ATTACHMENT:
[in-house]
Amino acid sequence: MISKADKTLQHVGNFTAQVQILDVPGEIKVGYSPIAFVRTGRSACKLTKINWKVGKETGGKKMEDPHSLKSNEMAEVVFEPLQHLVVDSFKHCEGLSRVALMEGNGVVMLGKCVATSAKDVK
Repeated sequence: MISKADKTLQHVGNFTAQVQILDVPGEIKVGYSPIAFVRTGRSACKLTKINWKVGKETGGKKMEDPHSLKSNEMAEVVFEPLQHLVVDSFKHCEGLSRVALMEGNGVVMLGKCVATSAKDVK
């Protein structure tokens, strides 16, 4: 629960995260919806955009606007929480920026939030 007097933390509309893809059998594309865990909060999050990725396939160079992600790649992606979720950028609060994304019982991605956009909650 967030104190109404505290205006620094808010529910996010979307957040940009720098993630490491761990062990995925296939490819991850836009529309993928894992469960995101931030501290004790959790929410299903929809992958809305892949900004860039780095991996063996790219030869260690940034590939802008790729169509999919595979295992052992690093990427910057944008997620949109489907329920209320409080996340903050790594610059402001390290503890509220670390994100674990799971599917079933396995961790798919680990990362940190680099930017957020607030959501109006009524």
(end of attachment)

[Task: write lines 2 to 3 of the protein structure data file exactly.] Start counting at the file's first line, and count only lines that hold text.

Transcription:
Amino acid sequence: MISKADKTLQHVGNFTAQVQILDVPGEIKVGYSPIAFVRTGRSACKLTKINWKVGKETGGKKMEDPHSLKSNEMAEVVFEPLQHLVVDSFKHCEGLSRVALMEGNGVVMLGKCVATSAKDVK
Repeated sequence: MISKADKTLQHVGNFTAQVQILDVPGEIKVGYSPIAFVRTGRSACKLTKINWKVGKETGGKKMEDPHSLKSNEMAEVVFEPLQHLVVDSFKHCEGLSRVALMEGNGVVMLGKCVATSAKDVK